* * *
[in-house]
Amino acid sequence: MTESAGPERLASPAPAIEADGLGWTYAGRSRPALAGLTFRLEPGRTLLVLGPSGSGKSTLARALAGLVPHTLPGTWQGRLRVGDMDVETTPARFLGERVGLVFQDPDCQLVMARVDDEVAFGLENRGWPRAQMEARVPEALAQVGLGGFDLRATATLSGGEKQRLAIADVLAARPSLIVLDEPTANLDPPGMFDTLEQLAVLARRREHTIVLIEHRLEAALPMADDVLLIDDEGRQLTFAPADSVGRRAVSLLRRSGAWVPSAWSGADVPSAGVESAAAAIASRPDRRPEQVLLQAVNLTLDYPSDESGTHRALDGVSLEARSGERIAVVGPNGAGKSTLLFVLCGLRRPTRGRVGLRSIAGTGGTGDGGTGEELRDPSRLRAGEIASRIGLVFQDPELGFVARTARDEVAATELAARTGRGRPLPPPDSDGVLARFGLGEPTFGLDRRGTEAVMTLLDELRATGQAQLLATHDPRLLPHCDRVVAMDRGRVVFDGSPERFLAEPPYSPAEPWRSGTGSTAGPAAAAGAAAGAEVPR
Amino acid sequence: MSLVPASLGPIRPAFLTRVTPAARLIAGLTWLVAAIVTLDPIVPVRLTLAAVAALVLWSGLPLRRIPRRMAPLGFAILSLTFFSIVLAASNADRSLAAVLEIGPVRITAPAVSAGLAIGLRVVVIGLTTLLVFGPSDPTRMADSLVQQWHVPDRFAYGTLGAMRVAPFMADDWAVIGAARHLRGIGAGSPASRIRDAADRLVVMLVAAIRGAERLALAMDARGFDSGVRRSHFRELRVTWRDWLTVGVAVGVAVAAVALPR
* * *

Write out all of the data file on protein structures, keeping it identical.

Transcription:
[in-house]
Amino acid sequence: MTESAGPERLASPAPAIEADGLGWTYAGRSRPALAGLTFRLEPGRTLLVLGPSGSGKSTLARALAGLVPHTLPGTWQGRLRVGDMDVETTPARFLGERVGLVFQDPDCQLVMARVDDEVAFGLENRGWPRAQMEARVPEALAQVGLGGFDLRATATLSGGEKQRLAIADVLAARPSLIVLDEPTANLDPPGMFDTLEQLAVLARRREHTIVLIEHRLEAALPMADDVLLIDDEGRQLTFAPADSVGRRAVSLLRRSGAWVPSAWSGADVPSAGVESAAAAIASRPDRRPEQVLLQAVNLTLDYPSDESGTHRALDGVSLEARSGERIAVVGPNGAGKSTLLFVLCGLRRPTRGRVGLRSIAGTGGTGDGGTGEELRDPSRLRAGEIASRIGLVFQDPELGFVARTARDEVAATELAARTGRGRPLPPPDSDGVLARFGLGEPTFGLDRRGTEAVMTLLDELRATGQAQLLATHDPRLLPHCDRVVAMDRGRVVFDGSPERFLAEPPYSPAEPWRSGTGSTAGPAAAAGAAAGAEVPR
Amino acid sequence: MSLVPASLGPIRPAFLTRVTPAARLIAGLTWLVAAIVTLDPIVPVRLTLAAVAALVLWSGLPLRRIPRRMAPLGFAILSLTFFSIVLAASNADRSLAAVLEIGPVRITAPAVSAGLAIGLRVVVIGLTTLLVFGPSDPTRMADSLVQQWHVPDRFAYGTLGAMRVAPFMADDWAVIGAARHLRGIGAGSPASRIRDAADRLVVMLVAAIRGAERLALAMDARGFDSGVRRSHFRELRVTWRDWLTVGVAVGVAVAAVALPR